2 minute readHome Fire

“They Saved our Life” A Georgetown Mother and Son Share Their Home Fire Story

This originally appeared on the Red Cross Palmetto Post blog. Photo and video by the American Red Cross, SC Region. 

Janette Washington and her son were in church on Sunday when a message stuck with them. Not just a message of faith, but one of preparedness. Firefighters from the Georgetown County Fire Department spoke to the congregation about the importance of having working smoke alarms in their homes. The firefighters said they had free alarms to install from the Palmetto SC Region of the American Red Cross.

“I noticed there was just one in my house, so I decided we needed more,” Janette said.

Educating Georgetown residents about home fire safety is a goal of the Georgetown County Fire Department.

“Anytime we can get to a community event and talk about fire safety and smoke detectors, we’re there,” said Chief Mack Reed.Educating Georgetown residents about home fire safety is a goal of the Georgetown County Fire Department.

A few days later, the firefighters installed several alarms and discussed with Janette ways to escape from her home should a fire break out. She remembered filing away that conversation, never thinking she’d need to use it.

However, in April, as she was falling back asleep after severe weather woke her up, she heard the screeching sound coming from one of the newly installed smoke alarms.

“When I looked down the hall, all I could was the fire coming from the ceiling,” she remembered.

The mother quickly jumped into action to save herself and her 28-year-old son.

“She calls me, and she bangs on the wall: Timothy, wake up! The house is on fire,” said Timothy.

The inside of Janette's home after the home fire.

Within just a few minutes, the mother and son said the smoke began choking them. In that moment, however, Janette remembered: two ways to escape from every room in the house. She remembered they could escape from the back door.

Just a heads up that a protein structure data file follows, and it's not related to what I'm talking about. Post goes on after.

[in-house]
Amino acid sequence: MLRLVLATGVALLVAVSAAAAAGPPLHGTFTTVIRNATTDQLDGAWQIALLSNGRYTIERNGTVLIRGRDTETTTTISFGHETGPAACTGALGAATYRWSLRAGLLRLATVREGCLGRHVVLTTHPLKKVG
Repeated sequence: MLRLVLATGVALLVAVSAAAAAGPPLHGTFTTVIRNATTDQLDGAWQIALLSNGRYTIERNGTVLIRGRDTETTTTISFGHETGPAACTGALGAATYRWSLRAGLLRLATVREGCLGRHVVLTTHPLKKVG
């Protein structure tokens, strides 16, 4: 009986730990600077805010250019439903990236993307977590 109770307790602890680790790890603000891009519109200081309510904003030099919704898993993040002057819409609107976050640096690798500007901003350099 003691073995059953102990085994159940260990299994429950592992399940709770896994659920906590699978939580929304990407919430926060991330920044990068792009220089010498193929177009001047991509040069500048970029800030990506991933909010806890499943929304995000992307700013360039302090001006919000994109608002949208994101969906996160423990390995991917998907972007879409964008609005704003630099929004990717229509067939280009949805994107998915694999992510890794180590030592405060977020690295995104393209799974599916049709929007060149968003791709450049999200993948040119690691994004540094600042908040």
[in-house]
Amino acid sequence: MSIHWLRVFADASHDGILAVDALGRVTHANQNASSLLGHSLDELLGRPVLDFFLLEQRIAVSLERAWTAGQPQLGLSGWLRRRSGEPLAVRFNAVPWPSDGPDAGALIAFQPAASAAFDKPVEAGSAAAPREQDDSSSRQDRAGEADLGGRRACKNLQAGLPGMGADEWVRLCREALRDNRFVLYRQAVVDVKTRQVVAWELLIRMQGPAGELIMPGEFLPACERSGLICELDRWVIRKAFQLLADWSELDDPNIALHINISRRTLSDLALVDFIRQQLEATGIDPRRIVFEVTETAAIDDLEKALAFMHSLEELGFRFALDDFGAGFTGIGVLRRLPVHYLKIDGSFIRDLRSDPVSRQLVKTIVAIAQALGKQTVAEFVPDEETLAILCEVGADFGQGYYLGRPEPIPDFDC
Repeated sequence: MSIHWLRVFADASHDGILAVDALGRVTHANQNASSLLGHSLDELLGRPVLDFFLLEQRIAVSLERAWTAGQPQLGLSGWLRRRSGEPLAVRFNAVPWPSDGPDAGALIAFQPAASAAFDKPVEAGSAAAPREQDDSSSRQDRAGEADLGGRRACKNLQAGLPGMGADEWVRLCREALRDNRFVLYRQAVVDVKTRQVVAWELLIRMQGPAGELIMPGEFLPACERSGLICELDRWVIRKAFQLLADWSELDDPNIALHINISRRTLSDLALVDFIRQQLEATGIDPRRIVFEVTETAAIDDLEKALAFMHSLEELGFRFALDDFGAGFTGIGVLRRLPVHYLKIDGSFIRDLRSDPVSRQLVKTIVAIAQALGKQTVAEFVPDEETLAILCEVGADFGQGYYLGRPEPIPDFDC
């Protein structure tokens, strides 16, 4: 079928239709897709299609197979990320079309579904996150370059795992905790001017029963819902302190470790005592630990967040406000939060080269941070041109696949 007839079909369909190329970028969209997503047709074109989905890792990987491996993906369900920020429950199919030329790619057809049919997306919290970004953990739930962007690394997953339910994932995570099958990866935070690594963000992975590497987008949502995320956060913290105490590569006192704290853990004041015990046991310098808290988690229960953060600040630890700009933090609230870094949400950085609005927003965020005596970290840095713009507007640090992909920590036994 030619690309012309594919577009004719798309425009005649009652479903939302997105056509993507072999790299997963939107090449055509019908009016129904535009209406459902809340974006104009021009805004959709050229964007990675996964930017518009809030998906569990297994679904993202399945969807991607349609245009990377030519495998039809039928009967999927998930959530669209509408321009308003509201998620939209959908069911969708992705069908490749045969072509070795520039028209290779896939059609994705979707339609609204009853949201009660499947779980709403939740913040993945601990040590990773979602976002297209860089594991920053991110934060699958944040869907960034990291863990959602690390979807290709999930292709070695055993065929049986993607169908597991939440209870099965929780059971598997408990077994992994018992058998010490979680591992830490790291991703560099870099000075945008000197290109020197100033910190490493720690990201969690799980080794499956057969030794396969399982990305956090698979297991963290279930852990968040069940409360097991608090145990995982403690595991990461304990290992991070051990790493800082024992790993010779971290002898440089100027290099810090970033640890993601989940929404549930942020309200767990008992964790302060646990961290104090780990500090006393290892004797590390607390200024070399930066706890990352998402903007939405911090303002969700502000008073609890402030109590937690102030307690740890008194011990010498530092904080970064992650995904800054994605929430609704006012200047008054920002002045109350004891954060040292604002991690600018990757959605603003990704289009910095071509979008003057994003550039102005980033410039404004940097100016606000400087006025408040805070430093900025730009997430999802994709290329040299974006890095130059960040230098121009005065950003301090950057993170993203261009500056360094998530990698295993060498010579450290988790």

The mother and son are alive today, thanks to the smoke alarms and knowing what to do when a fire occurs.

“It was very scary, but I know for a fact, if it hadn’t been for those fire alarms, I was going back to sleep,” Janette said. “They saved our life. We would have been gone, honestly.”

In the days following the fire, the Red Cross helped in another way. Volunteers helped the family by providing financial assistance for their immediate needs, replacing necessary medications that burned and providing referrals for other agencies that could help in their recovery.

“For me and my son, [the assistance] was a blessing because we didn’t have nothing at the time,” said the thankful mother.

Janette with a Red Cross volunteer.

 

Janette and Timothy are the 52nd and 53rd lives saved in South Carolina since the Red Cross’ home fire campaign launched in 2014. Together with its partners, the Red Cross has installed more than 57,000 free smoke alarms throughout the state over the last several years.

While much of her home is destroyed, what was not damaged was Janette’s sense of gratitude for the Georgetown County Fire Department, the Red Cross and the working smoke alarms.

“I’ve told a lot of people, if you don’t have one, don’t let a day go by because it’s true: they will save your life,” Janette said.

The Red Cross wants to thank all of the local fire departments, Fire Safe SC and Red Cross volunteers for helping save lives throughout South Carolina.

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